AUDREY: I am finishing up the fourth book in my YA mystery series, which began with Mystery at Blackbeard’s Cove. I should have this one, Blackbeard’s Legacy: Shared/Time, out by the 300-year anniversary of Blackbeard’s death, November 22, 2018. I am always developing several other stories at the same time, but it’s too soon to talk about anything else as yet.

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Marie Letourneau is a full-time illustrator and graphic artist, with a BA in Fine Arts from Hofstra University’s New College on Long Island. She has done design work for (and appeared on) The Nate Berkus Show, and The Revolution with fashion icon Tim Gunn. In 2014, Marie was a finalist in the Martha Stewart American Made Awards for her stationery shop Le French Circus, on Etsy. She loves animals, beets, and roller skating. Marie is the author and illustrator for Argyle Fox. She and her family live on Long Island, New York.

ALLISON: Your bio indicates that you made books as a child. Do you still have one, and if so, why, and please describe? Or do you remember one that you gave as a gift, and if so, why, and please describe?

MARIE: I think only one of my childhood books exist. My aunt has a book I made for her when I was about 11 or 12. I think it was about a forest-dwelling creature called a “Blump” (sort of a cross between a gnome and a hobbit) I don’t remember the storyline, but it was based off of a stuffed toy I won at an amusement park.

ALLISON: What other interests did you have a child?

MARIE:Art in general was my main interest. But I also loved roller skating (which served me later in life when I joined women’s roller derby!)

ALLISON: Share an unforgettable memory from adolescence.

MARIE: I was 13 and my sister, Michelle and I were at the beach. Suddenly a baby whale appeared and we swam out past the breakers to meet it. We went back every day for a week to ‘play’ with it.

ALLISON: Is there someone who helped you become an artist that you can tell us about, and how they influenced you?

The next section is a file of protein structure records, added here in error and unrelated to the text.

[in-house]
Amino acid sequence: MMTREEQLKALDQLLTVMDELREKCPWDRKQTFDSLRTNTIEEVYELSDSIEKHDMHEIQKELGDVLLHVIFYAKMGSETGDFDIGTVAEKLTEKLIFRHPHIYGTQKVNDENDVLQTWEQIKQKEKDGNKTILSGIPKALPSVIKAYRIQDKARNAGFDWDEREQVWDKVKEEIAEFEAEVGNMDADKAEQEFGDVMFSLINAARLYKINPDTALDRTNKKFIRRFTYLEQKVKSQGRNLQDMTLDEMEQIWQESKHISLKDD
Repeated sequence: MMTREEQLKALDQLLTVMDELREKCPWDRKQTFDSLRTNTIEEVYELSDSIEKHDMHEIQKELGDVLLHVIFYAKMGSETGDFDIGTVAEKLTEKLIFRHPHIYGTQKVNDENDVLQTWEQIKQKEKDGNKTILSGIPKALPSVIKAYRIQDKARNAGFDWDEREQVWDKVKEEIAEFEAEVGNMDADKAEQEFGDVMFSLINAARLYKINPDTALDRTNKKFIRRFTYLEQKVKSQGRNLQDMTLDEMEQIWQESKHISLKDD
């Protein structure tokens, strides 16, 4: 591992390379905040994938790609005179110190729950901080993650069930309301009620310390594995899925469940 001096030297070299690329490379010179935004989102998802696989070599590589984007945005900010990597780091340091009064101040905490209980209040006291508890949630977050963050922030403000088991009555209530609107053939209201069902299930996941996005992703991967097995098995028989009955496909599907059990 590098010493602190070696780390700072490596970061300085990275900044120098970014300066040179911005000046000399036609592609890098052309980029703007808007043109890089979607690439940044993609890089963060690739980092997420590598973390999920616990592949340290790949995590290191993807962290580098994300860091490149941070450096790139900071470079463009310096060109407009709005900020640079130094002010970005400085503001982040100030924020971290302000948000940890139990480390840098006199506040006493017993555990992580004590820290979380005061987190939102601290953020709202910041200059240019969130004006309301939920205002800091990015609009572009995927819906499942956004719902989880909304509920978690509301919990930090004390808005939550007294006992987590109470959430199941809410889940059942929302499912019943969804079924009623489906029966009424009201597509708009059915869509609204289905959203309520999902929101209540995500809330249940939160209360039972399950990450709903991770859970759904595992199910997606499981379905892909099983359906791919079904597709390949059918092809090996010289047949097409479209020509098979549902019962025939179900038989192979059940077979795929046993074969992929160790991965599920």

MARIE: My parents and family always encouraged me to pursue art. I also had some great teachers in school – namely, Celeste Topazio (elementary school) and Don Bartsch (jr & sr high). I am so grateful to them both.

ALLISON: When did you also become an author, and why?

MARIE: I always liked to write stories. As a kid I was constantly creating comic strips, writing plays and making my own books. It wasn’t until 2002 that I seriously started thinking about submitting my work and pursuing a career as an illustrator.

ALLISON: What advice would you give to aspiring illustrators?

MARIE: Practice as much as you can. Work on developing a style, but be patient with yourself. These things take time.

ALLISON: You have two dogs and a cat. What has been your most fun adventure with them? Or what has been one of their fun solo adventures?

MARIE: Every day is an adventure. They are constantly getting into mischief of one kind or another. Like the time I found one of my dogs standing on our piano. I didn’t even know she played.

ALLISON: Please tell us more about your love of beach glass.

MARIE: There’s something about the colors and shapes that fascinate me–like little jewels. Knowing they have been in the ocean long enough to be shaped and smoothed, then suddenly ending up in my hand is extremely cool. I’m very particular about which pieces I take home. They need to have been well-worn by the ocean.

ALLISON: What’s something quirky about yourself?

MARIE: I like to collect old things. Old film projectors, dial-up telephones, typewriters, trunks, etc. I have a lot of my grandparents stuff, including a very heavy, metal (iron, I think) Art Deco table fan. It still works. My grandfather kept all of his things in immaculate working order.

ALLISON: What’s your next book and/or creative project?

MARIE: I’m in the process of brainstorming this one. I have a couple of ideas. I can’t really say exactly what it will be, but it may just involve an adventure at sea.